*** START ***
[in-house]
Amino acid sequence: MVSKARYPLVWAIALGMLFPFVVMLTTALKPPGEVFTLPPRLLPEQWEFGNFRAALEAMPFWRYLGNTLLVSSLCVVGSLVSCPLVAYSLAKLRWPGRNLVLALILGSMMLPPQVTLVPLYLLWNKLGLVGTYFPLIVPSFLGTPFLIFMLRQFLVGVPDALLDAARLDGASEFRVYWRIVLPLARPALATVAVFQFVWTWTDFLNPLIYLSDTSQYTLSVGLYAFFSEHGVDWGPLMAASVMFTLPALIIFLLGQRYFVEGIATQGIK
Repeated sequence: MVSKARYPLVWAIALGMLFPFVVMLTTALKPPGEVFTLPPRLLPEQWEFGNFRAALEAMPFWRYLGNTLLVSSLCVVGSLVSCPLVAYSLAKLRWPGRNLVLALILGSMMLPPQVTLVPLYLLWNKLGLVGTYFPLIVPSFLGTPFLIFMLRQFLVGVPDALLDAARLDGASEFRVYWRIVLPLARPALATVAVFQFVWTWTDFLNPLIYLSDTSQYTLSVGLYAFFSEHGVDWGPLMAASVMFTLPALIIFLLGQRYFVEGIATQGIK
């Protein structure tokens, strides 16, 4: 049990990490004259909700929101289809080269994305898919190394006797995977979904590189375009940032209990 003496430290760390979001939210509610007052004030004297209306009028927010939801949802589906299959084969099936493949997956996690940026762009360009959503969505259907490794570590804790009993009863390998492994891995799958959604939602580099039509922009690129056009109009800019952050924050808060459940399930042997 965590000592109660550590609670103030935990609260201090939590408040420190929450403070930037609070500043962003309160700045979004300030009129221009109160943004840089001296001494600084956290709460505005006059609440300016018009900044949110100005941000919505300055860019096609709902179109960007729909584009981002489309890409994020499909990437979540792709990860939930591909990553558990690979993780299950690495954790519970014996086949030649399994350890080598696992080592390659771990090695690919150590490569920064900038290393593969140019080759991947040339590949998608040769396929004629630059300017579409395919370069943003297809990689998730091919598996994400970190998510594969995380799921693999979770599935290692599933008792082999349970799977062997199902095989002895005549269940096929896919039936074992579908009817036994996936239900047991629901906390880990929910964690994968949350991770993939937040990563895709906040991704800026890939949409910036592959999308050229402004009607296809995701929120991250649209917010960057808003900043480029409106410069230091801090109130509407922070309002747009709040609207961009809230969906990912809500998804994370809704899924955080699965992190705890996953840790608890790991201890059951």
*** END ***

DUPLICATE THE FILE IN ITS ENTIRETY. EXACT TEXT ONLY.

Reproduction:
[in-house]
Amino acid sequence: MVSKARYPLVWAIALGMLFPFVVMLTTALKPPGEVFTLPPRLLPEQWEFGNFRAALEAMPFWRYLGNTLLVSSLCVVGSLVSCPLVAYSLAKLRWPGRNLVLALILGSMMLPPQVTLVPLYLLWNKLGLVGTYFPLIVPSFLGTPFLIFMLRQFLVGVPDALLDAARLDGASEFRVYWRIVLPLARPALATVAVFQFVWTWTDFLNPLIYLSDTSQYTLSVGLYAFFSEHGVDWGPLMAASVMFTLPALIIFLLGQRYFVEGIATQGIK
Repeated sequence: MVSKARYPLVWAIALGMLFPFVVMLTTALKPPGEVFTLPPRLLPEQWEFGNFRAALEAMPFWRYLGNTLLVSSLCVVGSLVSCPLVAYSLAKLRWPGRNLVLALILGSMMLPPQVTLVPLYLLWNKLGLVGTYFPLIVPSFLGTPFLIFMLRQFLVGVPDALLDAARLDGASEFRVYWRIVLPLARPALATVAVFQFVWTWTDFLNPLIYLSDTSQYTLSVGLYAFFSEHGVDWGPLMAASVMFTLPALIIFLLGQRYFVEGIATQGIK
């Protein structure tokens, strides 16, 4: 049990990490004259909700929101289809080269994305898919190394006797995977979904590189375009940032209990 003496430290760390979001939210509610007052004030004297209306009028927010939801949802589906299959084969099936493949997956996690940026762009360009959503969505259907490794570590804790009993009863390998492994891995799958959604939602580099039509922009690129056009109009800019952050924050808060459940399930042997 965590000592109660550590609670103030935990609260201090939590408040420190929450403070930037609070500043962003309160700045979004300030009129221009109160943004840089001296001494600084956290709460505005006059609440300016018009900044949110100005941000919505300055860019096609709902179109960007729909584009981002489309890409994020499909990437979540792709990860939930591909990553558990690979993780299950690495954790519970014996086949030649399994350890080598696992080592390659771990090695690919150590490569920064900038290393593969140019080759991947040339590949998608040769396929004629630059300017579409395919370069943003297809990689998730091919598996994400970190998510594969995380799921693999979770599935290692599933008792082999349970799977062997199902095989002895005549269940096929896919039936074992579908009817036994996936239900047991629901906390880990929910964690994968949350991770993939937040990563895709906040991704800026890939949409910036592959999308050229402004009607296809995701929120991250649209917010960057808003900043480029409106410069230091801090109130509407922070309002747009709040609207961009809230969906990912809500998804994370809704899924955080699965992190705890996953840790608890790991201890059951």